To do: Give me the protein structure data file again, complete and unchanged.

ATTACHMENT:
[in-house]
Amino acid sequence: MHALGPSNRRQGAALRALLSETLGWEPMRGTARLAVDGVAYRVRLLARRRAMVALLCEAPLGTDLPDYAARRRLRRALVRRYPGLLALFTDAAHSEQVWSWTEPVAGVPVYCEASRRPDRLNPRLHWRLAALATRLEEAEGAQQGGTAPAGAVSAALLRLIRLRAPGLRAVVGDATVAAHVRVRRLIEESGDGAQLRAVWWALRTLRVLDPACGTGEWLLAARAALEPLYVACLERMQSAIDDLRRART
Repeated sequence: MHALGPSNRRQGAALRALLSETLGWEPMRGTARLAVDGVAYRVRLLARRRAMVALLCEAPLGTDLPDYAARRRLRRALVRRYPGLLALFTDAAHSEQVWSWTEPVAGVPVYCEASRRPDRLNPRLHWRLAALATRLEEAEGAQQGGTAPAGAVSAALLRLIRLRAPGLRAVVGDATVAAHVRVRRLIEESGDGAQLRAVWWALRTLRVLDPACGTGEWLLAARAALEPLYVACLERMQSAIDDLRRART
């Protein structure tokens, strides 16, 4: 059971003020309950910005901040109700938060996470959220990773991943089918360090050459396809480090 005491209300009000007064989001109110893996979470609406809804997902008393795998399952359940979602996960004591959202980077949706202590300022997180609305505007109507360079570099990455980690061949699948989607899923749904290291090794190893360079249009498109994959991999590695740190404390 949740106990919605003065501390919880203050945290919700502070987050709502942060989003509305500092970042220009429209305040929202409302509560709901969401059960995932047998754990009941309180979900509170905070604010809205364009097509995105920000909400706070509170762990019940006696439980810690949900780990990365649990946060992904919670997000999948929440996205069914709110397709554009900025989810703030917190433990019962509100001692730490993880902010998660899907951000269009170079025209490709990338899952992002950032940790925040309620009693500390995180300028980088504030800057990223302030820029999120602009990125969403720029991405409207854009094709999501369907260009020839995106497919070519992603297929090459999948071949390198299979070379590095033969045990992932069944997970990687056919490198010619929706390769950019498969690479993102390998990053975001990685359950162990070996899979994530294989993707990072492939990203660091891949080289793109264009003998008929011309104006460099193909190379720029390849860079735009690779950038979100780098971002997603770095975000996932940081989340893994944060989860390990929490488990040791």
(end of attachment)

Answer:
[in-house]
Amino acid sequence: MHALGPSNRRQGAALRALLSETLGWEPMRGTARLAVDGVAYRVRLLARRRAMVALLCEAPLGTDLPDYAARRRLRRALVRRYPGLLALFTDAAHSEQVWSWTEPVAGVPVYCEASRRPDRLNPRLHWRLAALATRLEEAEGAQQGGTAPAGAVSAALLRLIRLRAPGLRAVVGDATVAAHVRVRRLIEESGDGAQLRAVWWALRTLRVLDPACGTGEWLLAARAALEPLYVACLERMQSAIDDLRRART
Repeated sequence: MHALGPSNRRQGAALRALLSETLGWEPMRGTARLAVDGVAYRVRLLARRRAMVALLCEAPLGTDLPDYAARRRLRRALVRRYPGLLALFTDAAHSEQVWSWTEPVAGVPVYCEASRRPDRLNPRLHWRLAALATRLEEAEGAQQGGTAPAGAVSAALLRLIRLRAPGLRAVVGDATVAAHVRVRRLIEESGDGAQLRAVWWALRTLRVLDPACGTGEWLLAARAALEPLYVACLERMQSAIDDLRRART
């Protein structure tokens, strides 16, 4: 059971003020309950910005901040109700938060996470959220990773991943089918360090050459396809480090 005491209300009000007064989001109110893996979470609406809804997902008393795998399952359940979602996960004591959202980077949706202590300022997180609305505007109507360079570099990455980690061949699948989607899923749904290291090794190893360079249009498109994959991999590695740190404390 949740106990919605003065501390919880203050945290919700502070987050709502942060989003509305500092970042220009429209305040929202409302509560709901969401059960995932047998754990009941309180979900509170905070604010809205364009097509995105920000909400706070509170762990019940006696439980810690949900780990990365649990946060992904919670997000999948929440996205069914709110397709554009900025989810703030917190433990019962509100001692730490993880902010998660899907951000269009170079025209490709990338899952992002950032940790925040309620009693500390995180300028980088504030800057990223302030820029999120602009990125969403720029991405409207854009094709999501369907260009020839995106497919070519992603297929090459999948071949390198299979070379590095033969045990992932069944997970990687056919490198010619929706390769950019498969690479993102390998990053975001990685359950162990070996899979994530294989993707990072492939990203660091891949080289793109264009003998008929011309104006460099193909190379720029390849860079735009690779950038979100780098971002997603770095975000996932940081989340893994944060989860390990929490488990040791």